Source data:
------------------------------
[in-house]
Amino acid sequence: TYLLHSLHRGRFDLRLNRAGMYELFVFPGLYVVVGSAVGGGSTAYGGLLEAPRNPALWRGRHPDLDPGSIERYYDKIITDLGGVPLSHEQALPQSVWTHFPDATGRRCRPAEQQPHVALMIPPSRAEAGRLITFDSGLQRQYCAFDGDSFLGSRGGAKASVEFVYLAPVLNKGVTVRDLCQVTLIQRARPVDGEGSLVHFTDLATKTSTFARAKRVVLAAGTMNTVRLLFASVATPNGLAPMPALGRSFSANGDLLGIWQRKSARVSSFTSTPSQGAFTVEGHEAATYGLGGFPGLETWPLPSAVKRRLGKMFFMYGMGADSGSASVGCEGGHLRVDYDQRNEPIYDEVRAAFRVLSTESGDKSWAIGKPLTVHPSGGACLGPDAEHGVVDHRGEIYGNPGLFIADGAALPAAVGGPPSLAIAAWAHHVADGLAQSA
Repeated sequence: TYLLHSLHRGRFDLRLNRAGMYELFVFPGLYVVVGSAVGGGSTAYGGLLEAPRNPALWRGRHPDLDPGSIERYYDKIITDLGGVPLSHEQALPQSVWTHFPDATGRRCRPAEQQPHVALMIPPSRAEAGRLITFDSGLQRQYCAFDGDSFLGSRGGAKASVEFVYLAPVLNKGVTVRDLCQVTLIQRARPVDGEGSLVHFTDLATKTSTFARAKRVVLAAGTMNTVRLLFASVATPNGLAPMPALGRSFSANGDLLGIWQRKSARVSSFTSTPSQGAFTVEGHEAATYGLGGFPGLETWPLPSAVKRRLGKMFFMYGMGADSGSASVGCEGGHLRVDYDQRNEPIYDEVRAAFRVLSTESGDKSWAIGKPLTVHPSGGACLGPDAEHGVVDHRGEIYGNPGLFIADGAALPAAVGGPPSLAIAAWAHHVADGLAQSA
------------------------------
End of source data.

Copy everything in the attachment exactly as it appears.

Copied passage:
[in-house]
Amino acid sequence: TYLLHSLHRGRFDLRLNRAGMYELFVFPGLYVVVGSAVGGGSTAYGGLLEAPRNPALWRGRHPDLDPGSIERYYDKIITDLGGVPLSHEQALPQSVWTHFPDATGRRCRPAEQQPHVALMIPPSRAEAGRLITFDSGLQRQYCAFDGDSFLGSRGGAKASVEFVYLAPVLNKGVTVRDLCQVTLIQRARPVDGEGSLVHFTDLATKTSTFARAKRVVLAAGTMNTVRLLFASVATPNGLAPMPALGRSFSANGDLLGIWQRKSARVSSFTSTPSQGAFTVEGHEAATYGLGGFPGLETWPLPSAVKRRLGKMFFMYGMGADSGSASVGCEGGHLRVDYDQRNEPIYDEVRAAFRVLSTESGDKSWAIGKPLTVHPSGGACLGPDAEHGVVDHRGEIYGNPGLFIADGAALPAAVGGPPSLAIAAWAHHVADGLAQSA
Repeated sequence: TYLLHSLHRGRFDLRLNRAGMYELFVFPGLYVVVGSAVGGGSTAYGGLLEAPRNPALWRGRHPDLDPGSIERYYDKIITDLGGVPLSHEQALPQSVWTHFPDATGRRCRPAEQQPHVALMIPPSRAEAGRLITFDSGLQRQYCAFDGDSFLGSRGGAKASVEFVYLAPVLNKGVTVRDLCQVTLIQRARPVDGEGSLVHFTDLATKTSTFARAKRVVLAAGTMNTVRLLFASVATPNGLAPMPALGRSFSANGDLLGIWQRKSARVSSFTSTPSQGAFTVEGHEAATYGLGGFPGLETWPLPSAVKRRLGKMFFMYGMGADSGSASVGCEGGHLRVDYDQRNEPIYDEVRAAFRVLSTESGDKSWAIGKPLTVHPSGGACLGPDAEHGVVDHRGEIYGNPGLFIADGAALPAAVGGPPSLAIAAWAHHVADGLAQSA